The productivity and performance of the ironmaking blast furnace is significantly affected by the flow
behaviour in the lower zone. The flow of reducing gas and liquids (iron and slag) through coke particles is
often characterised as flow through a packed bed. To improve understanding of the flow in the lower
zone of the blast furnace, an investigation has been carried out, where the primary aim was to obtain a
physical description of the high temperature flow phenomena of liquid slag through a coke packed bed,
based on characterisation of laboratory scale packed bed systems.
A synthetic slag in the CaO–SiO2–MgO–Al2O3 system was fed at a controlled rate to pass through a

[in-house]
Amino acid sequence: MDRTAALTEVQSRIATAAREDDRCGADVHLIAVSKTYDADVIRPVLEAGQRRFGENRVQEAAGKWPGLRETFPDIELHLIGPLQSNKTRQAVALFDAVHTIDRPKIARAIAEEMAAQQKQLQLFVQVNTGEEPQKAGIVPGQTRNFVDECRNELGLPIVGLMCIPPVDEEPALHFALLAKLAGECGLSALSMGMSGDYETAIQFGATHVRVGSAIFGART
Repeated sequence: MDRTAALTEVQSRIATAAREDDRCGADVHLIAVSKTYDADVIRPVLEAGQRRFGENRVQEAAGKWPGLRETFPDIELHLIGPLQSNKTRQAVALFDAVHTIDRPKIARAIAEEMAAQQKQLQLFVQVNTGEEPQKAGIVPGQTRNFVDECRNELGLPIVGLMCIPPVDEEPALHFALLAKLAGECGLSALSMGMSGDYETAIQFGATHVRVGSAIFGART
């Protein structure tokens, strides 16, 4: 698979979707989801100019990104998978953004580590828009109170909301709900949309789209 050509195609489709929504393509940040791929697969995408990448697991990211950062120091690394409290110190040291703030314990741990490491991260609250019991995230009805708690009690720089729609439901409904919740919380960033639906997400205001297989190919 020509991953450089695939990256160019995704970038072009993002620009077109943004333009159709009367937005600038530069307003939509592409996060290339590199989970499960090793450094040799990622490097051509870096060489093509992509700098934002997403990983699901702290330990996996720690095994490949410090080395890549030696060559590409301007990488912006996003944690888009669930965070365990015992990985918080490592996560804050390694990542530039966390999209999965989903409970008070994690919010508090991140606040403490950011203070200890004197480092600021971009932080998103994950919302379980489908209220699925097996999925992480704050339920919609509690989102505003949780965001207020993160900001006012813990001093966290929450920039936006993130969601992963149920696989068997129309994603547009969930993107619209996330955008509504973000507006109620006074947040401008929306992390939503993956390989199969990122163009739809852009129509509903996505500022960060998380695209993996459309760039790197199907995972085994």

coke packed bed heated to 1 500–1 600°C. The mass of slag passing through the bed was logged. The
bed was packed using synthetic coke to minimise the experimental uncertainty associated with the heterogeneity
of industrial coke. Slag supply-drain curves, liquid holdup and residence time have been characterised.
The effects of bed packing density, temperature and mineral content of the coke were tested.
Increasing the packing density or decreasing the temperature of the packed coke bed was found to
increase the total liquid holdup and residence time of the slag. Increasing coke mineral content from 4.4%
to 12% resulted in a decrease in the total holdup and the residence time. Mathematical models from the
literature based on cold packed beds were used to predict the liquid holdup for the experiments, but were
found to not adequately describe the results.